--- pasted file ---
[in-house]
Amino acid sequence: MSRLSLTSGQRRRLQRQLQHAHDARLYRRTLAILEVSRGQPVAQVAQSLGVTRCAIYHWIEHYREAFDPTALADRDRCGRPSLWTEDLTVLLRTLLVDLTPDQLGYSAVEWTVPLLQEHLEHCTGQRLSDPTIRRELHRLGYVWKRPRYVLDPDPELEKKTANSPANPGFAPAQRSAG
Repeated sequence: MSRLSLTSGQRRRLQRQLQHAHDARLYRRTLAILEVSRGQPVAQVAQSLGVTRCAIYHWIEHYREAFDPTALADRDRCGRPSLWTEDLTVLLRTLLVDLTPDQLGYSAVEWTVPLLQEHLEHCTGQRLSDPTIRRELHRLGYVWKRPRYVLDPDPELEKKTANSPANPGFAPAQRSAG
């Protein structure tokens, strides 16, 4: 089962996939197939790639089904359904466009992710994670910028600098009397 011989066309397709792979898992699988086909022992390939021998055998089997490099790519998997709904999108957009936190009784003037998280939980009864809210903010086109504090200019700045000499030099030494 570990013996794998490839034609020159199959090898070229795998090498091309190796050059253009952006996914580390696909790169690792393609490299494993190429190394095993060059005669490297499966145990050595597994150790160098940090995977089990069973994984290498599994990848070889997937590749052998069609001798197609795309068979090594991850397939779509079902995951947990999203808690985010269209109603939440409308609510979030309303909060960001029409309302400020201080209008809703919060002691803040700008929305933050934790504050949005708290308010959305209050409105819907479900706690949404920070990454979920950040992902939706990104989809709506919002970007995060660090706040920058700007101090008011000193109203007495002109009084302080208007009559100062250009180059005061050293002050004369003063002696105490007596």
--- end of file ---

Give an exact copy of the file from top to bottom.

[in-house]
Amino acid sequence: MSRLSLTSGQRRRLQRQLQHAHDARLYRRTLAILEVSRGQPVAQVAQSLGVTRCAIYHWIEHYREAFDPTALADRDRCGRPSLWTEDLTVLLRTLLVDLTPDQLGYSAVEWTVPLLQEHLEHCTGQRLSDPTIRRELHRLGYVWKRPRYVLDPDPELEKKTANSPANPGFAPAQRSAG
Repeated sequence: MSRLSLTSGQRRRLQRQLQHAHDARLYRRTLAILEVSRGQPVAQVAQSLGVTRCAIYHWIEHYREAFDPTALADRDRCGRPSLWTEDLTVLLRTLLVDLTPDQLGYSAVEWTVPLLQEHLEHCTGQRLSDPTIRRELHRLGYVWKRPRYVLDPDPELEKKTANSPANPGFAPAQRSAG
């Protein structure tokens, strides 16, 4: 089962996939197939790639089904359904466009992710994670910028600098009397 011989066309397709792979898992699988086909022992390939021998055998089997490099790519998997709904999108957009936190009784003037998280939980009864809210903010086109504090200019700045000499030099030494 570990013996794998490839034609020159199959090898070229795998090498091309190796050059253009952006996914580390696909790169690792393609490299494993190429190394095993060059005669490297499966145990050595597994150790160098940090995977089990069973994984290498599994990848070889997937590749052998069609001798197609795309068979090594991850397939779509079902995951947990999203808690985010269209109603939440409308609510979030309303909060960001029409309302400020201080209008809703919060002691803040700008929305933050934790504050949005708290308010959305209050409105819907479900706690949404920070990454979920950040992902939706990104989809709506919002970007995060660090706040920058700007101090008011000193109203007495002109009084302080208007009559100062250009180059005061050293002050004369003063002696105490007596």